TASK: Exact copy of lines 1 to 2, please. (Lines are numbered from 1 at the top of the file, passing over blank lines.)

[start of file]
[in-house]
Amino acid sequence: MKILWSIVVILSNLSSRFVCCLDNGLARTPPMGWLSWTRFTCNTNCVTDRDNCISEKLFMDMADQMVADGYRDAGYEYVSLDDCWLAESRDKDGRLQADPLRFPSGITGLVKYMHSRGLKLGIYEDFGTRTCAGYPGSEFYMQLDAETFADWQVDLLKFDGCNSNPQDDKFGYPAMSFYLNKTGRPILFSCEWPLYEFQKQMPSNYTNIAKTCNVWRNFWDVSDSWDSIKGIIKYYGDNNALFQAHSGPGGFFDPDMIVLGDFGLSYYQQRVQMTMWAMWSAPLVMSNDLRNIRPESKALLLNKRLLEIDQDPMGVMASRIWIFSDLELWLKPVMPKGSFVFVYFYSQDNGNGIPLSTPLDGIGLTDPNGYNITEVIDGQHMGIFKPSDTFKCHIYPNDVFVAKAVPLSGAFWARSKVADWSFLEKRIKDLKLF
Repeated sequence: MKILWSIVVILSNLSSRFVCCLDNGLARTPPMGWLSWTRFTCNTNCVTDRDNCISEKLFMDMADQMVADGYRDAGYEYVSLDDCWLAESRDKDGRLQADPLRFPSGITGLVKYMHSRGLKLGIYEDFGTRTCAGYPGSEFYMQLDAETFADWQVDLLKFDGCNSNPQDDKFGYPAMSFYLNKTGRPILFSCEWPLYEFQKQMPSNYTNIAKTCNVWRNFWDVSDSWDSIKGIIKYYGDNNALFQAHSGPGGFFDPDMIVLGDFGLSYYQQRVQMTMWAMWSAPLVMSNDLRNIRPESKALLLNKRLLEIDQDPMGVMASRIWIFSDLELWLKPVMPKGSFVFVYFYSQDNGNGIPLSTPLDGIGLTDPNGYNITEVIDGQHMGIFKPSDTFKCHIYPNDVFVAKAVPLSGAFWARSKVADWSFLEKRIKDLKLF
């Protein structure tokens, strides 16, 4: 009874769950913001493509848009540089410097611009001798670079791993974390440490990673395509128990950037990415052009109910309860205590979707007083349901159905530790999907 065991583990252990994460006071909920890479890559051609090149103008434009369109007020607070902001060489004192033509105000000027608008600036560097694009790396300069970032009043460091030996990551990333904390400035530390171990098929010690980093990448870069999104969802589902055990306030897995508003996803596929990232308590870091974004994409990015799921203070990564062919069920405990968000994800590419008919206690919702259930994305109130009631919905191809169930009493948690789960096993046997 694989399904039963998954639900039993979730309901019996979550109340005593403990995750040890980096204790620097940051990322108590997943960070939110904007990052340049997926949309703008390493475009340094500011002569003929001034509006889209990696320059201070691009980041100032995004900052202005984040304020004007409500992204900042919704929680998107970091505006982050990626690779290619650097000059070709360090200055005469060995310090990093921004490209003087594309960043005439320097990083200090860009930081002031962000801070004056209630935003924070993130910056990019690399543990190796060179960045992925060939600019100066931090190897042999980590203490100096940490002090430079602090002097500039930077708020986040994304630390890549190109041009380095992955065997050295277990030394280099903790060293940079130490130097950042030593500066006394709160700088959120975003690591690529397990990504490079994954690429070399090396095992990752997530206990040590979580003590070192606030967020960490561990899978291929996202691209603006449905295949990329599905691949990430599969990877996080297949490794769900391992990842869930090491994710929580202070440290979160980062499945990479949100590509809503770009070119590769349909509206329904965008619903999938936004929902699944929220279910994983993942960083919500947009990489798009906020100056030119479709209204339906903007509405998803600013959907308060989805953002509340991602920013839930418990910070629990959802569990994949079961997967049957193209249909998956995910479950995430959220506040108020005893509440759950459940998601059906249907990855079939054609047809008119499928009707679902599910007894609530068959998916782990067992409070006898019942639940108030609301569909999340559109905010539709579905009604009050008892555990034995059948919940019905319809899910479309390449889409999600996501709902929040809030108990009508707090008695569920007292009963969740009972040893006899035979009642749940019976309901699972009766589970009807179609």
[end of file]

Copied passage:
[in-house]
Amino acid sequence: MKILWSIVVILSNLSSRFVCCLDNGLARTPPMGWLSWTRFTCNTNCVTDRDNCISEKLFMDMADQMVADGYRDAGYEYVSLDDCWLAESRDKDGRLQADPLRFPSGITGLVKYMHSRGLKLGIYEDFGTRTCAGYPGSEFYMQLDAETFADWQVDLLKFDGCNSNPQDDKFGYPAMSFYLNKTGRPILFSCEWPLYEFQKQMPSNYTNIAKTCNVWRNFWDVSDSWDSIKGIIKYYGDNNALFQAHSGPGGFFDPDMIVLGDFGLSYYQQRVQMTMWAMWSAPLVMSNDLRNIRPESKALLLNKRLLEIDQDPMGVMASRIWIFSDLELWLKPVMPKGSFVFVYFYSQDNGNGIPLSTPLDGIGLTDPNGYNITEVIDGQHMGIFKPSDTFKCHIYPNDVFVAKAVPLSGAFWARSKVADWSFLEKRIKDLKLF